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RFID Brings Real-Time Visibility to Bataan Memorial Death March

The system recorded the progress of participating runners and walkers along a 26-mile route through the desert, activating cameras at each location and posting participants' photos on social media.
By Claire Swedberg

ITS used the microwave transmitter to connect with the Internet, thereby creating a private cellular network to stream live data online. "We create our own cell tower," says Kurt Hansen, Innovative Timing Systems' founder and CEO.

The tags were then read at three other points for the long race participants, and at one other point for the short race, thereby providing event coordinators with a view into any individual who may have failed to reach the next milestone in a timely manner, indicating a potential problem. Pictures were taken at these locations as well.

Finally, as a participant passed the finish line, the system automatically calculated that individual's completion time and sent it to the marcher's mobile phone via ITS' Its Your Race app, and to that person's social-media account. He or she could also view the results at a computer station installed onsite. This was especially valuable, Rodriguez says, since the final time is typically the first thing participants ask for upon finishing the race.

During this year's Bataan Memorial Death March, Rodriguez reports, approximately 30 tags were not read at the finish line. The majority of these, if not all, represented participants who either lost their bib along the way, or decided not to complete the race.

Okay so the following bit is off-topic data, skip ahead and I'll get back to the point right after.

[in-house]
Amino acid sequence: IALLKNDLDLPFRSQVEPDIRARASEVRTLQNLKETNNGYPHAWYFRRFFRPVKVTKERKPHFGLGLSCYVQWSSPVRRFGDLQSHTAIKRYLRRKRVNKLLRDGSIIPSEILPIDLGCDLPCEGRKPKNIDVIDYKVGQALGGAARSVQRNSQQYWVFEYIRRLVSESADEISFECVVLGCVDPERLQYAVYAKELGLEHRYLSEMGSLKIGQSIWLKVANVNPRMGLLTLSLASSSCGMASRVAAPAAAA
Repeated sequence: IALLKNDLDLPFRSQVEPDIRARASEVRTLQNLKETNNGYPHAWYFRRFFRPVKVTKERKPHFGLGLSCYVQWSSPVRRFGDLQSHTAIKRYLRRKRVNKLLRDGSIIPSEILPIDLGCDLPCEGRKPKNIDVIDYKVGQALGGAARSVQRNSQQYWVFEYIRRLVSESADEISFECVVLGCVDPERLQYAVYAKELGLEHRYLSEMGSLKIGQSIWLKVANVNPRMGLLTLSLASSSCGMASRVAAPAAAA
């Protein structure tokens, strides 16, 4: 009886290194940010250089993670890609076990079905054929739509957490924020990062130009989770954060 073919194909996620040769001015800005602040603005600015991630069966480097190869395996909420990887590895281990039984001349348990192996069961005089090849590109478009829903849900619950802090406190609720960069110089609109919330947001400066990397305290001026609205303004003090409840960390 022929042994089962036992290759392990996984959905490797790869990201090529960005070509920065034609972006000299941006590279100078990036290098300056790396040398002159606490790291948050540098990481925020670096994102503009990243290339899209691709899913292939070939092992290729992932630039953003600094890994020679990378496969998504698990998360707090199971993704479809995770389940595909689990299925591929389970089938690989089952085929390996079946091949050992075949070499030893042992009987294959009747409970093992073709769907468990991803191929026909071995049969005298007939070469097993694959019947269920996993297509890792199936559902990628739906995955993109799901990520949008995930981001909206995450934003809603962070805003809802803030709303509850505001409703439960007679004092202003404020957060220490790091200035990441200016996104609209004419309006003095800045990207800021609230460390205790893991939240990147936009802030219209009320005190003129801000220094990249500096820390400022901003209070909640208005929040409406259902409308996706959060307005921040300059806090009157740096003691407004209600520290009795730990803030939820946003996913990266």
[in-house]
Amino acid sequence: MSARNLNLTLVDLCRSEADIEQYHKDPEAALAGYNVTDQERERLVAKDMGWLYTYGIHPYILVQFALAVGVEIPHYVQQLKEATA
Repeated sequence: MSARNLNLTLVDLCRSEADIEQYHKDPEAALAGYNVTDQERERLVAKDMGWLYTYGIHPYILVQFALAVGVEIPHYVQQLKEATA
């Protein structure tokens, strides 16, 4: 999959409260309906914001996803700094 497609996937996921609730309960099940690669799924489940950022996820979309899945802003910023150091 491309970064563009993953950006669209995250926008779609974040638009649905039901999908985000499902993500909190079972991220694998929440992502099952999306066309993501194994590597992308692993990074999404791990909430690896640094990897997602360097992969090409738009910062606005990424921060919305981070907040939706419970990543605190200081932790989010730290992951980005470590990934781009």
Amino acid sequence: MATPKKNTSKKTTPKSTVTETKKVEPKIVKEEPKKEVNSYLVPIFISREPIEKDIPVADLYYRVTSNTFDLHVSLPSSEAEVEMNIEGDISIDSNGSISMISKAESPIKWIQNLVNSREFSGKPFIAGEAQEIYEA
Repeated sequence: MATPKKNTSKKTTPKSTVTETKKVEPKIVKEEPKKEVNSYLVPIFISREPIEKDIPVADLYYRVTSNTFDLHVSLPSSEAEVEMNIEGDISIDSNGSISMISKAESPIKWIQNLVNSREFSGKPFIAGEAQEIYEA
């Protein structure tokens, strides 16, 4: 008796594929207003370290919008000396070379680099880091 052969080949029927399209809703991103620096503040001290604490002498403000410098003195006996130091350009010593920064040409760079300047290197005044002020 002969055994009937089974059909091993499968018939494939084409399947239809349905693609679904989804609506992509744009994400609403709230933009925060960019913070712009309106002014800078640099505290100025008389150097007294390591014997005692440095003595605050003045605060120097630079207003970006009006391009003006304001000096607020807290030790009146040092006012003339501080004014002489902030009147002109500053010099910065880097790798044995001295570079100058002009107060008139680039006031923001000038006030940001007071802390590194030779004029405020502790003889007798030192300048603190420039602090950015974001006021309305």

Next year, Rodriguez plans to add more readers to the course in order to provide more granular detail regarding participants' locations. The event can accommodate a maximum of 7,000 participants, Dorrance says, and she hopes to reach that number next year, since 2017 is also the 75th anniversary of the actual Bataan Death March.

ITS launched in 2006 to provide an alternative to existing RFID race-timing solutions that typically employ low-frequency (LF) or high-frequency (HF) passive RFID tags and reader-mats to interrogate chips or tags on athletes' shoes. Hansen says he has a background in RF engineering, antenna design, software engineering and electronic circuit design, and is a ham radio hobbyist. He was intrigued by the concept of overcoming the weaknesses of existing RFID racing systems. The LF or HF passive RFID tags and readers, for instance, do not provide high read rates, he says, while the mats represent a trip hazard. "I wanted to take the reading overhead," he states. Therefore, he built a lab in his own basement and spent two years developing a UHF-based system with overhead reader antennas to capture tag IDs on bibs and pinpoint each bib's location based on several factors.

"We use a combination of signal strength, triangulation and some other mathematical processes" that Hansen invented, he explains. "We have races where we might have 32 antennas at a single timing point, so there are complex algorithms that handle the process." ITS refers to this locating system as the reader's Calc Engine, and it's what decides the final finish time.

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